Gondola deemed unworkable
A gondola between Empire Pass and Old Town, once a buzz-generating transit idea, is unworkable, a task force has determined, likely ending the possibility that it will ever be built.
The government task force is considering changes the Empire Pass developers are seeking to their overall agreement with City Hall regulating how the project, located on the slopes of Deer Valley Resort, is constructed.
The changes generally are centered on the developers’ desire to construct an upscale hotel, known as the Montage. As Park City officials were considering the request from Talisker Deer Valley, the Empire Pass developer, there was talk in 2005 about whether the gondola was a smart option to reduce traffic. That led to speculation that the gondola idea would be revived after several years of dormancy.
Instead, a recent report to the Park City Planning Commission says that the task force found the "gondola is not feasible as traffic mitigation or in the public interest."
If the gondola is not built, the developers are required to pay City Hall $1 million and spend another $1 million in an effort to reduce traffic, potentially through a park-and-ride lot, according to the report.
Talisker official Mandy Scully did not immediately return a phone call seeking comment.
The idea of an Empire Pass gondola was among the intriguing points of the Empire Pass negotiations in the late 1990s and early 2000s, when the project was known as Flagstaff.
United Park City Mines, the developer at the time, proposed several iterations of a gondola, including an early option that would have traveled down Empire Pass to lower Swede Alley along a route near Marsac Avenue and the Sandridge parking lot.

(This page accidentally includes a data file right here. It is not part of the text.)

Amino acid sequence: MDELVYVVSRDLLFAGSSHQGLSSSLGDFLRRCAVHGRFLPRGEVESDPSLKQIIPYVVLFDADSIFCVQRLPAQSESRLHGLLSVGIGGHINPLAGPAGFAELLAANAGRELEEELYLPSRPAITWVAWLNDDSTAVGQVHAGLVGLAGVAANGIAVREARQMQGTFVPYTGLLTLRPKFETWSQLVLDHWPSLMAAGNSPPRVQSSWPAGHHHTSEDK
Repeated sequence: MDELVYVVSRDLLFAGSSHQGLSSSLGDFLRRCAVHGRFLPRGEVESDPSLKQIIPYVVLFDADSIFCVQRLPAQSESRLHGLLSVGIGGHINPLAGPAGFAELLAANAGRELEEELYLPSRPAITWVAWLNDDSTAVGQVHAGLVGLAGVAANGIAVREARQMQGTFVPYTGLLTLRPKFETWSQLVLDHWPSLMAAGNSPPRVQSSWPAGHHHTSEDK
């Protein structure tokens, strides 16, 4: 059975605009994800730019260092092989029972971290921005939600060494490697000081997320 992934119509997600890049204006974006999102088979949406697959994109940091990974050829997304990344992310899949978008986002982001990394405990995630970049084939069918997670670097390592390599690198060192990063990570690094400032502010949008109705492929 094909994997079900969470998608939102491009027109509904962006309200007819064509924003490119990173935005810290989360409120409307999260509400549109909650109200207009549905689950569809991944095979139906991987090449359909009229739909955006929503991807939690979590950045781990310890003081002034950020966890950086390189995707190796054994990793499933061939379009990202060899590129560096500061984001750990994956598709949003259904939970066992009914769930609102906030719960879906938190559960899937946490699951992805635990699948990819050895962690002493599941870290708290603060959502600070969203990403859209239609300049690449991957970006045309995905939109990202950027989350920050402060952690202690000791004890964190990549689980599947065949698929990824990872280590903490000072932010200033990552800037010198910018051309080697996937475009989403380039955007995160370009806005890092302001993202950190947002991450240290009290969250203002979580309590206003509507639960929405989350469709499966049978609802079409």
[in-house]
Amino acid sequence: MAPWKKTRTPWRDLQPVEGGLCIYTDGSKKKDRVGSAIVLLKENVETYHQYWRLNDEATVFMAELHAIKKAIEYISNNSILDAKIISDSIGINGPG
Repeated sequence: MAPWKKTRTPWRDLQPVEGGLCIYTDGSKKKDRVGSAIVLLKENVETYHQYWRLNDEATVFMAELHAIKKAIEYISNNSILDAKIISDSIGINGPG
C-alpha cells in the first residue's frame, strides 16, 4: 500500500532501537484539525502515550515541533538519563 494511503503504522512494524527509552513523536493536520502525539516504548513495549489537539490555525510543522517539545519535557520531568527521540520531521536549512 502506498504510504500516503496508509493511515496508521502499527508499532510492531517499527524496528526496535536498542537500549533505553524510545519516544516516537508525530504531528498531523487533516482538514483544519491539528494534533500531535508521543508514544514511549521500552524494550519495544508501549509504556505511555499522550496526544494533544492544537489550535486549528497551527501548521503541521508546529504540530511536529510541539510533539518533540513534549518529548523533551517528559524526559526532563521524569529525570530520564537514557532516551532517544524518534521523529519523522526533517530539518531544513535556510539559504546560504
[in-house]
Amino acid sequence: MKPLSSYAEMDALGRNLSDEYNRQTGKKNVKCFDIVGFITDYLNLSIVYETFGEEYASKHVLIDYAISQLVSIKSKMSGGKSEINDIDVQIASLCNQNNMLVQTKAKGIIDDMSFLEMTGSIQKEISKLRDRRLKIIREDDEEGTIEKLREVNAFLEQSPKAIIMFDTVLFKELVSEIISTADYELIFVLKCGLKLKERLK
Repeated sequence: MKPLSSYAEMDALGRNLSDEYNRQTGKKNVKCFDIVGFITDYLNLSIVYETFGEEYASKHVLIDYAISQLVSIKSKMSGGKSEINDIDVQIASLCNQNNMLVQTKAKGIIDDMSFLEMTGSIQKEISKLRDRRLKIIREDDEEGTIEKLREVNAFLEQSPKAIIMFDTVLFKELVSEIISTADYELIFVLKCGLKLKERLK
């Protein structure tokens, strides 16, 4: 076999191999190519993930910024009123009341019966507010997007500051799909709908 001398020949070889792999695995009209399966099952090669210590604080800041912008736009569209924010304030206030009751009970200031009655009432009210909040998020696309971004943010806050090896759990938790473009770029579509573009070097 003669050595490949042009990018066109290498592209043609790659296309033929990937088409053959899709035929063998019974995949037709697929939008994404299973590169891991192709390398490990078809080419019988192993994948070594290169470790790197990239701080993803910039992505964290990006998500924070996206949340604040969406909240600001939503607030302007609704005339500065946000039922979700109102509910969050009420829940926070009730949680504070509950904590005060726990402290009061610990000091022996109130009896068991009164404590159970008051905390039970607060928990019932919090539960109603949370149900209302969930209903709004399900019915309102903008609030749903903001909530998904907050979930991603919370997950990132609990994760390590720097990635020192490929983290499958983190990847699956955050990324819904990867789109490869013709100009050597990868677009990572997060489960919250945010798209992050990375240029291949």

Later, there was talk about a gondola linking Empire Pass, Park City Mountain Resort and Main Street. That idea called for a route from the core of Empire Pass, to a mid-mountain spot at PCMR and then connecting with PCMR’s Town Lift, which links to Main Street.
The Empire Pass-PCMR-Main Street route was seen as the preferred option at the time and many people compared the idea to a gondola in Telluride, Colo., which travels between nearby downtown and a ritzy slopeside community known as Mountain Village.
In Park City, the initial boosters saw a gondola as a way to reduce traffic along S.R. 224, which twists between Empire Pass and Old Town, where neighbors have long been worried about traffic from the project.
"It eliminates a number of the day trips like, ‘Let’s run down for a T-shirt’ or ‘Let’s run down for dinner,’" Hank Rothwell, the former president of the mining company, told The Park Record in 1998, as he announced the gondola idea.
The supporters also saw the gondola as the potential impetus to, in some fashion, link Deer Valley Resort and Park City Mountain Resort, a hope of tourism boosters to make Park City more competitive with other ski destinations.
At the time, the mining company priced the gondola at $5 million, using the original route to lower Swede Alley, near where City Hall built the Old Town transit center. It is unclear how much a gondola with the revised route through PCMR would cost now.
Roger Harlan, a Park City Councilman who held office as the initial gondola discussions unfolded, says he is not disappointed it will not be built. He says that, since the idea was unveiled, he questioned whether a gondola would be effective in reducing traffic.
"I was never convinced it would accomplish what it set out to accomplish," Harlan says, adding that the gondola’s price tag likely influenced Talisker Deer Valley’s decision. "I suspect, whether it worked or not, the people who were going to write the checks decided it was too pricey for them."
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Park City wants to execute a public-relations effort to outline the concept to build a facility along the S.R. 248 entryway to store soils containing contaminants from Park City’s silver-mining era, outlining a 60-day effort designed to explain the idea as many Parkites appear to be concerned about the prospects of a project.